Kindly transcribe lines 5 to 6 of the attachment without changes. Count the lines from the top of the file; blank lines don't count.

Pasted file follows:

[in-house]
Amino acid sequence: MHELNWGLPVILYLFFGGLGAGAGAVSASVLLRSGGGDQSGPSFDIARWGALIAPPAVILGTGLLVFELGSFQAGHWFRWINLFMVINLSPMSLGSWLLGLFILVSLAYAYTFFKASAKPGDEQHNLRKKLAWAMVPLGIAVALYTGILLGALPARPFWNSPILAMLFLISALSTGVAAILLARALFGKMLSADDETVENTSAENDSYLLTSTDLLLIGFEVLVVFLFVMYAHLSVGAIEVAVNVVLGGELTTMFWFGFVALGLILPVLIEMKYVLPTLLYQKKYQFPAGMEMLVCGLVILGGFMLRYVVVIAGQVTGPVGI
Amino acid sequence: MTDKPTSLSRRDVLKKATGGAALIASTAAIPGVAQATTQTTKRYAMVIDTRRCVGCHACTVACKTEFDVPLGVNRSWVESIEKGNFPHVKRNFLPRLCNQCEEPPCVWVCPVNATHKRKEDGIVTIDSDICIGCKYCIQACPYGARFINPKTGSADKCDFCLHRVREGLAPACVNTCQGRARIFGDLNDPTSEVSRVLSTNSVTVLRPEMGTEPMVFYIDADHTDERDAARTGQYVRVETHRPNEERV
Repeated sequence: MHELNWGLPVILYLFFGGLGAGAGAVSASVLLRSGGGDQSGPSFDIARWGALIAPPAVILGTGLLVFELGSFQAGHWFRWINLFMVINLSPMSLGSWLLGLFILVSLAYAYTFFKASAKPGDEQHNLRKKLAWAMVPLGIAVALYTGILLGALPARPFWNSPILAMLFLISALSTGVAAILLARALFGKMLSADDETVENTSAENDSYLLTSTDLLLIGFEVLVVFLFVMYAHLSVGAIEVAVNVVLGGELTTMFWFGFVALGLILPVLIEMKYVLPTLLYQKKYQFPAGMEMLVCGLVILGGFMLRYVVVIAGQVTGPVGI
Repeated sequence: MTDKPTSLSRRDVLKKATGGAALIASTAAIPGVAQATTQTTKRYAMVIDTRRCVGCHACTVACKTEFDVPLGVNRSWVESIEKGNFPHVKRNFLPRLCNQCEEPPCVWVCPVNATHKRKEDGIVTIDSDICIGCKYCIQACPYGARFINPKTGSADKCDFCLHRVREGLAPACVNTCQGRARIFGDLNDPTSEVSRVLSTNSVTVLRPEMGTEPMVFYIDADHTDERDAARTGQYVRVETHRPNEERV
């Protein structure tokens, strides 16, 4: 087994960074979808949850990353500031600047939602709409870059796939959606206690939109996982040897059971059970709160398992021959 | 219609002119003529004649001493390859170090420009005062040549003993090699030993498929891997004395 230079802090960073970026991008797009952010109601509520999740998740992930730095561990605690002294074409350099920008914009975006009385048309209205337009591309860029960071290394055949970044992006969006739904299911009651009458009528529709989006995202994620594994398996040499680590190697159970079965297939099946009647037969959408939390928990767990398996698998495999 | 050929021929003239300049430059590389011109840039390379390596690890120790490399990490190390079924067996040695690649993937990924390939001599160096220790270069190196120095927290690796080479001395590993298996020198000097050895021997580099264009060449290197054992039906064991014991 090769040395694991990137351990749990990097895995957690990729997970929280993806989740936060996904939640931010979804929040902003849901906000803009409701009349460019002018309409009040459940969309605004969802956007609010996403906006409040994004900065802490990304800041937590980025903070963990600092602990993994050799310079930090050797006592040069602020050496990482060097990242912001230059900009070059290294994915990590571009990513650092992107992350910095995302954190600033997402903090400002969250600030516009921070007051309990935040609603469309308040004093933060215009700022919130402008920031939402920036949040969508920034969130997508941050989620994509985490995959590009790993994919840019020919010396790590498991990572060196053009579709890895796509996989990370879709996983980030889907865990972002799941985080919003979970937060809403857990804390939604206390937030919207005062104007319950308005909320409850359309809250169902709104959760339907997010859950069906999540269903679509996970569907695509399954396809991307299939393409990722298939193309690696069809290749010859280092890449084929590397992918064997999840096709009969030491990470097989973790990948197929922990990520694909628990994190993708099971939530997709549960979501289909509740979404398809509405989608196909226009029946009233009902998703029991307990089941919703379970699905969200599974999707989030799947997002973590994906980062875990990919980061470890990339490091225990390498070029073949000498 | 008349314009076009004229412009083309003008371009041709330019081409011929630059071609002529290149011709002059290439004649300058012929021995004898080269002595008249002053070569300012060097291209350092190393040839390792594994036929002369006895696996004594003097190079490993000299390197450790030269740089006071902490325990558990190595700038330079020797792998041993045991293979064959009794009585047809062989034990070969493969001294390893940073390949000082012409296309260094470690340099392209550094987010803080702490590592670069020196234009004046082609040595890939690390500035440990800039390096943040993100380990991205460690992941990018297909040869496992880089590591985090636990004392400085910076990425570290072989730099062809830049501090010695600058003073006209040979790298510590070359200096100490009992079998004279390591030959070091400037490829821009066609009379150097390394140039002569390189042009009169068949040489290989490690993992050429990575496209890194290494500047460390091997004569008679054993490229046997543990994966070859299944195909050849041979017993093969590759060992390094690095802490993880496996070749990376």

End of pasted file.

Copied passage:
Repeated sequence: MTDKPTSLSRRDVLKKATGGAALIASTAAIPGVAQATTQTTKRYAMVIDTRRCVGCHACTVACKTEFDVPLGVNRSWVESIEKGNFPHVKRNFLPRLCNQCEEPPCVWVCPVNATHKRKEDGIVTIDSDICIGCKYCIQACPYGARFINPKTGSADKCDFCLHRVREGLAPACVNTCQGRARIFGDLNDPTSEVSRVLSTNSVTVLRPEMGTEPMVFYIDADHTDERDAARTGQYVRVETHRPNEERV
């Protein structure tokens, strides 16, 4: 087994960074979808949850990353500031600047939602709409870059796939959606206690939109996982040897059971059970709160398992021959 | 219609002119003529004649001493390859170090420009005062040549003993090699030993498929891997004395 230079802090960073970026991008797009952010109601509520999740998740992930730095561990605690002294074409350099920008914009975006009385048309209205337009591309860029960071290394055949970044992006969006739904299911009651009458009528529709989006995202994620594994398996040499680590190697159970079965297939099946009647037969959408939390928990767990398996698998495999 | 050929021929003239300049430059590389011109840039390379390596690890120790490399990490190390079924067996040695690649993937990924390939001599160096220790270069190196120095927290690796080479001395590993298996020198000097050895021997580099264009060449290197054992039906064991014991 090769040395694991990137351990749990990097895995957690990729997970929280993806989740936060996904939640931010979804929040902003849901906000803009409701009349460019002018309409009040459940969309605004969802956007609010996403906006409040994004900065802490990304800041937590980025903070963990600092602990993994050799310079930090050797006592040069602020050496990482060097990242912001230059900009070059290294994915990590571009990513650092992107992350910095995302954190600033997402903090400002969250600030516009921070007051309990935040609603469309308040004093933060215009700022919130402008920031939402920036949040969508920034969130997508941050989620994509985490995959590009790993994919840019020919010396790590498991990572060196053009579709890895796509996989990370879709996983980030889907865990972002799941985080919003979970937060809403857990804390939604206390937030919207005062104007319950308005909320409850359309809250169902709104959760339907997010859950069906999540269903679509996970569907695509399954396809991307299939393409990722298939193309690696069809290749010859280092890449084929590397992918064997999840096709009969030491990470097989973790990948197929922990990520694909628990994190993708099971939530997709549960979501289909509740979404398809509405989608196909226009029946009233009902998703029991307990089941919703379970699905969200599974999707989030799947997002973590994906980062875990990919980061470890990339490091225990390498070029073949000498 | 008349314009076009004229412009083309003008371009041709330019081409011929630059071609002529290149011709002059290439004649300058012929021995004898080269002595008249002053070569300012060097291209350092190393040839390792594994036929002369006895696996004594003097190079490993000299390197450790030269740089006071902490325990558990190595700038330079020797792998041993045991293979064959009794009585047809062989034990070969493969001294390893940073390949000082012409296309260094470690340099392209550094987010803080702490590592670069020196234009004046082609040595890939690390500035440990800039390096943040993100380990991205460690992941990018297909040869496992880089590591985090636990004392400085910076990425570290072989730099062809830049501090010695600058003073006209040979790298510590070359200096100490009992079998004279390591030959070091400037490829821009066609009379150097390394140039002569390189042009009169068949040489290989490690993992050429990575496209890194290494500047460390091997004569008679054993490229046997543990994966070859299944195909050849041979017993093969590759060992390094690095802490993880496996070749990376």